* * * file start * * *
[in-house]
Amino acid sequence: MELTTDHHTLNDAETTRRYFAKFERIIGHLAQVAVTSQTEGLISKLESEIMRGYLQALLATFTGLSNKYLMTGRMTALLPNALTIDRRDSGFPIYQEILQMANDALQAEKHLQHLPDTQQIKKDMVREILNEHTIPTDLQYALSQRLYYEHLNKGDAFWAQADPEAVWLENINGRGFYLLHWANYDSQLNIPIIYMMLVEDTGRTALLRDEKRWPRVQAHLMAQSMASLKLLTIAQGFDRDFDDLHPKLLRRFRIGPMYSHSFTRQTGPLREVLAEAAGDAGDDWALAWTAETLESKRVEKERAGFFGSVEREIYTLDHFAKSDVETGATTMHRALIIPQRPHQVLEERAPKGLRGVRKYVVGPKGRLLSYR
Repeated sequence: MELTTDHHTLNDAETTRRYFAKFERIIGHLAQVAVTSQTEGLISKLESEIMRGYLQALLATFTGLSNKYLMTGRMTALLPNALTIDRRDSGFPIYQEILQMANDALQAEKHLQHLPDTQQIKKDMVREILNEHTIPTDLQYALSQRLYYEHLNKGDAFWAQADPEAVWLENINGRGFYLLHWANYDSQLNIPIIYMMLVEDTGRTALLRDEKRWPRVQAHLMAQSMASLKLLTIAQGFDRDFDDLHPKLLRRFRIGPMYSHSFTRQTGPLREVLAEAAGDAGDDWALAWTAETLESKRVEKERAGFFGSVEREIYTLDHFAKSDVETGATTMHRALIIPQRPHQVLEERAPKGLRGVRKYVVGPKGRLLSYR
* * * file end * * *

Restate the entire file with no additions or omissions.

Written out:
[in-house]
Amino acid sequence: MELTTDHHTLNDAETTRRYFAKFERIIGHLAQVAVTSQTEGLISKLESEIMRGYLQALLATFTGLSNKYLMTGRMTALLPNALTIDRRDSGFPIYQEILQMANDALQAEKHLQHLPDTQQIKKDMVREILNEHTIPTDLQYALSQRLYYEHLNKGDAFWAQADPEAVWLENINGRGFYLLHWANYDSQLNIPIIYMMLVEDTGRTALLRDEKRWPRVQAHLMAQSMASLKLLTIAQGFDRDFDDLHPKLLRRFRIGPMYSHSFTRQTGPLREVLAEAAGDAGDDWALAWTAETLESKRVEKERAGFFGSVEREIYTLDHFAKSDVETGATTMHRALIIPQRPHQVLEERAPKGLRGVRKYVVGPKGRLLSYR
Repeated sequence: MELTTDHHTLNDAETTRRYFAKFERIIGHLAQVAVTSQTEGLISKLESEIMRGYLQALLATFTGLSNKYLMTGRMTALLPNALTIDRRDSGFPIYQEILQMANDALQAEKHLQHLPDTQQIKKDMVREILNEHTIPTDLQYALSQRLYYEHLNKGDAFWAQADPEAVWLENINGRGFYLLHWANYDSQLNIPIIYMMLVEDTGRTALLRDEKRWPRVQAHLMAQSMASLKLLTIAQGFDRDFDDLHPKLLRRFRIGPMYSHSFTRQTGPLREVLAEAAGDAGDDWALAWTAETLESKRVEKERAGFFGSVEREIYTLDHFAKSDVETGATTMHRALIIPQRPHQVLEERAPKGLRGVRKYVVGPKGRLLSYR